- Doctor in the Family or Family Doctor?
On a cold, snowy winter day in the northern part of Germany, my father 69 years old at the time, was walking our German Shepherd Jamu. The next day when talking to him [End Page E7] on the phone, he mentioned that he fell onto the back of his head the night before during the walk (ice below the snow that lead to a "slip and fall").
Upon further questioning, he sounded like his usual self, he did state he had a little bit of a headache, he denied any other symptoms, and he seemed not very concerned, but rather quite content that he did not have any obvious fractures. About three weeks passed without any new events and no complaints. Jamu and he shortly thereafter few to the US to where he had recently moved.
One late afternoon about a week after the journey, I called my parents' house while driving home from the hospital. At the time I was a Family Medicine Intern in the Midwest and called just to say hallo. During the phone conversation my mother told me about their trip to the grocery store earlier that day and that she felt like "Dad is walking kind of funny."
I questioned her a little more by asking, "What do you mean exactly?"
"Well it almost seems like his feet are not moving like usual and he is dropping them a little," she responded.
I then asked her to let me talk to dad.
"Dad, what is going on?" I asked quite stern and concerned. "Do you have a headache? Are you in pain? Do you have any numbness in your legs? Have you noticed any changes when walking?" I asked.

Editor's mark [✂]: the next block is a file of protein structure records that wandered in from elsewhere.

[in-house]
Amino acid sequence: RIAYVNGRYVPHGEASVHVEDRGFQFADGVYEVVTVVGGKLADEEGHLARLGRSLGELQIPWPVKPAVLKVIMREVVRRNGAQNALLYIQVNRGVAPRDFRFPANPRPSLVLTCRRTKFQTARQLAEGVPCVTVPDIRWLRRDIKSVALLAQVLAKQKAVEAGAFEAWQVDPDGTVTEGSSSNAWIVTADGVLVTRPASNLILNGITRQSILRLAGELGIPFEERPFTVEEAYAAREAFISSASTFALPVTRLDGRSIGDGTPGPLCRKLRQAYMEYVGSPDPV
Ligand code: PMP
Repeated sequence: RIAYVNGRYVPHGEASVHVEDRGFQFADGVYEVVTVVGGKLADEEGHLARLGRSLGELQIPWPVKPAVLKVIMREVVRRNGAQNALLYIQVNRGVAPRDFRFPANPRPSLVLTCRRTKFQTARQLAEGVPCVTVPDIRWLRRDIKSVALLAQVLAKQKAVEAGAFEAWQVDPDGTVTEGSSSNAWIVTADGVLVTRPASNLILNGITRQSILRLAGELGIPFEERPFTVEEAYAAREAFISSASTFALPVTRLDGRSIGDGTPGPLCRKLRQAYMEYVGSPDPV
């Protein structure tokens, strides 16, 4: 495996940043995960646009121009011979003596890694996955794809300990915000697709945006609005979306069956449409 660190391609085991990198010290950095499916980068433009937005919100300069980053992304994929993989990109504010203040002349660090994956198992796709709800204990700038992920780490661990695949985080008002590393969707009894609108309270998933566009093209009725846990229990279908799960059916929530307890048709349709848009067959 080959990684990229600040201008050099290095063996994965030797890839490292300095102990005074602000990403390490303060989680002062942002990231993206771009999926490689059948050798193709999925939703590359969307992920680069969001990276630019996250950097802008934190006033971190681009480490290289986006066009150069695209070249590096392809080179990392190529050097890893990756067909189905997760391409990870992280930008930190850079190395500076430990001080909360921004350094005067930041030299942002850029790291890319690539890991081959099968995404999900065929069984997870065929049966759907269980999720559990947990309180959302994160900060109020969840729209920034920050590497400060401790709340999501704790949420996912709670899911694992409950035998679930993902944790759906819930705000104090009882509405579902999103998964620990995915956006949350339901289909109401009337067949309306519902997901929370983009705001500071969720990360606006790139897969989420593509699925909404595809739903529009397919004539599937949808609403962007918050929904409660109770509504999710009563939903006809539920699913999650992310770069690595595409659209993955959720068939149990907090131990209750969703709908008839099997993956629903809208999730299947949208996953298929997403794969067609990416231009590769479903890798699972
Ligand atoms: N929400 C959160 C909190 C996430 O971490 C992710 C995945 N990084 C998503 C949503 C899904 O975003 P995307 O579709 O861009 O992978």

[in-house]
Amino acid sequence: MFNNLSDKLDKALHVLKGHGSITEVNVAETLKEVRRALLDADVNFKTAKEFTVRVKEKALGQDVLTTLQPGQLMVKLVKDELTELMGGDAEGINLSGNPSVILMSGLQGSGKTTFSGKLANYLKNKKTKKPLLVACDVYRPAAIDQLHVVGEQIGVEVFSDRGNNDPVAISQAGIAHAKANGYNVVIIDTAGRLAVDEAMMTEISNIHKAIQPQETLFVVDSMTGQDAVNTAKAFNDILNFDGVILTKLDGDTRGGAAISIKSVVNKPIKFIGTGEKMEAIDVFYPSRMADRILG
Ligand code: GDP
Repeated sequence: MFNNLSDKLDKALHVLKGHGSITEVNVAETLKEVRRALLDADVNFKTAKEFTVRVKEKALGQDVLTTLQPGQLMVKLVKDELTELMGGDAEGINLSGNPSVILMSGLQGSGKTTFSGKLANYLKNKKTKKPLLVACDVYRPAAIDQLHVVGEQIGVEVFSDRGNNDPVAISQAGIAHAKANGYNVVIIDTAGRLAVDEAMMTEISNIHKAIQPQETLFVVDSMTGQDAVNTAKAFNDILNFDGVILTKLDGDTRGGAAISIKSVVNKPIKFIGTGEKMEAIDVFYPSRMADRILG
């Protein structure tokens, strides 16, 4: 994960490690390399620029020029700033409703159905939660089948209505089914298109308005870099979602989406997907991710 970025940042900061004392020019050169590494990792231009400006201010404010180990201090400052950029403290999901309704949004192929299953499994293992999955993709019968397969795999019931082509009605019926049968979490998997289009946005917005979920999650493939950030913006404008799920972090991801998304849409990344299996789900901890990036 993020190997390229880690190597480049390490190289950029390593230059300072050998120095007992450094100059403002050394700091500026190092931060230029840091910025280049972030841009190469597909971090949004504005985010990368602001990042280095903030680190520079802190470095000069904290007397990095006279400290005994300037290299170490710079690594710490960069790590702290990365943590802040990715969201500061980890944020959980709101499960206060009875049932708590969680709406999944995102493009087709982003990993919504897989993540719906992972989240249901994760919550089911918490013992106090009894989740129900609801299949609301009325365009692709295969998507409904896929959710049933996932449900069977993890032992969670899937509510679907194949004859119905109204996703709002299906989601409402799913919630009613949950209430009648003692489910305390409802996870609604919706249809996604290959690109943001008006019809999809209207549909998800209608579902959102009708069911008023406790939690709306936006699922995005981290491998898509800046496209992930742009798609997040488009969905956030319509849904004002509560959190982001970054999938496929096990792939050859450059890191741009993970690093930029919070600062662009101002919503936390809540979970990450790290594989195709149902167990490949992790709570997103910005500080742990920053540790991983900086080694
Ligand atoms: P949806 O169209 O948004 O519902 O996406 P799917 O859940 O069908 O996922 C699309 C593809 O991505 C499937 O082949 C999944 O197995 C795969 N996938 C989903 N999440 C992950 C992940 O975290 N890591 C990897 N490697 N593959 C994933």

He answered by saying "Not really, but mom told me that I should stop walking funny!"
I took a deep breath and then replied, "Dad, I'm very worried about you! You fell onto your head just a few weeks ago and now you are not walking right, we need to make sure you are ok, that your head is ok and that you do not have any bleeding in your head. This can potentially be very serious, please go to the nearest hospital!"
"What do you mean?" he said. "How do I get to the hospital? Where is the hospital?" he then asked.
"Dad," I replied, "Remember when we go downtown to go shopping or have dinner?"
"Yes," he said.
"During those drives we pass a hospital that is on your left–hand side," I stated. "However, since this can be very serious I do not want you to drive yourself under any circumstances," I said.
"Well" he replied, "Mom cannot drive me because it is almost dark and she does not see well when driving in the dark."
"Call an ambulance then please dad, at least take a cab, but do not drive yourself. Please call me when you are in the hospital," I begged him.
I shortly thereafter arrived at my apartment. It did not take me a very long time to realize that my parents needed me. My father could potentially have a serious injury, since he seemed to be having neurological deficits. In addition, he did not know where to go, he did not speak the language properly and my mom was of little help because she did not feel comfortable driving him in the dark, also she did not know where to go; while she speaks the language a little better, I still did not feel quite comfortable being far away from them.
I called my chief resident, who without any hesitation stated, "do not worry about it, we will find someone to cover for you, please take care of your family." To this day I'm thankful for his words and help.
I quickly booked a plane ticket on my phone and made my way to the airport, where miraculously my connecting flight was on time. For anyone who has spent some time in the Midwest in the winter, heavy snowfall can easily disrupt the flight schedule of the smaller airports. However, that day, it was not the case!